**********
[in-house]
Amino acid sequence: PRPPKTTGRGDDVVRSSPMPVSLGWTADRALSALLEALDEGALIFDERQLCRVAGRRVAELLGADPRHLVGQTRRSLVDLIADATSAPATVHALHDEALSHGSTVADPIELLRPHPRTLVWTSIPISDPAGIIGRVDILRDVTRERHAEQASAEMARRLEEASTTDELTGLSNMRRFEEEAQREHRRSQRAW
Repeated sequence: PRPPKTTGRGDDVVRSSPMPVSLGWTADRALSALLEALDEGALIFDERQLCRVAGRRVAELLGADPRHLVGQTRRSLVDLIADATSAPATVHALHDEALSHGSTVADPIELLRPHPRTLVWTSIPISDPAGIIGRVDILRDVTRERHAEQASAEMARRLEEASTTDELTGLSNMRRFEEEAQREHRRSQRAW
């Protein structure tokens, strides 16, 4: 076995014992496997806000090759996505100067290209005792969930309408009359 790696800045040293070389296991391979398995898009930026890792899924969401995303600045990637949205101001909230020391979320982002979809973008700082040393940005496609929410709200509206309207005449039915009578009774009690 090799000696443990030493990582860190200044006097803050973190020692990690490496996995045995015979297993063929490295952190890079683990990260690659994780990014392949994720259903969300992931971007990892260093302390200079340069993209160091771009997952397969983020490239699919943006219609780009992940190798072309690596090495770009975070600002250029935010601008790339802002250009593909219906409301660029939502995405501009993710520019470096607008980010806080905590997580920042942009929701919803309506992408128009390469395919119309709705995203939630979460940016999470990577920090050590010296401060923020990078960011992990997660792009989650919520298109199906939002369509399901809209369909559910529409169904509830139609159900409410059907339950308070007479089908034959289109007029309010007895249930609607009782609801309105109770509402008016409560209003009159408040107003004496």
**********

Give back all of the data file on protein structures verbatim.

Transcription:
[in-house]
Amino acid sequence: PRPPKTTGRGDDVVRSSPMPVSLGWTADRALSALLEALDEGALIFDERQLCRVAGRRVAELLGADPRHLVGQTRRSLVDLIADATSAPATVHALHDEALSHGSTVADPIELLRPHPRTLVWTSIPISDPAGIIGRVDILRDVTRERHAEQASAEMARRLEEASTTDELTGLSNMRRFEEEAQREHRRSQRAW
Repeated sequence: PRPPKTTGRGDDVVRSSPMPVSLGWTADRALSALLEALDEGALIFDERQLCRVAGRRVAELLGADPRHLVGQTRRSLVDLIADATSAPATVHALHDEALSHGSTVADPIELLRPHPRTLVWTSIPISDPAGIIGRVDILRDVTRERHAEQASAEMARRLEEASTTDELTGLSNMRRFEEEAQREHRRSQRAW
């Protein structure tokens, strides 16, 4: 076995014992496997806000090759996505100067290209005792969930309408009359 790696800045040293070389296991391979398995898009930026890792899924969401995303600045990637949205101001909230020391979320982002979809973008700082040393940005496609929410709200509206309207005449039915009578009774009690 090799000696443990030493990582860190200044006097803050973190020692990690490496996995045995015979297993063929490295952190890079683990990260690659994780990014392949994720259903969300992931971007990892260093302390200079340069993209160091771009997952397969983020490239699919943006219609780009992940190798072309690596090495770009975070600002250029935010601008790339802002250009593909219906409301660029939502995405501009993710520019470096607008980010806080905590997580920042942009929701919803309506992408128009390469395919119309709705995203939630979460940016999470990577920090050590010296401060923020990078960011992990997660792009989650919520298109199906939002369509399901809209369909559910529409169904509830139609159900409410059907339950308070007479089908034959289109007029309010007895249930609607009782609801309105109770509402008016409560209003009159408040107003004496």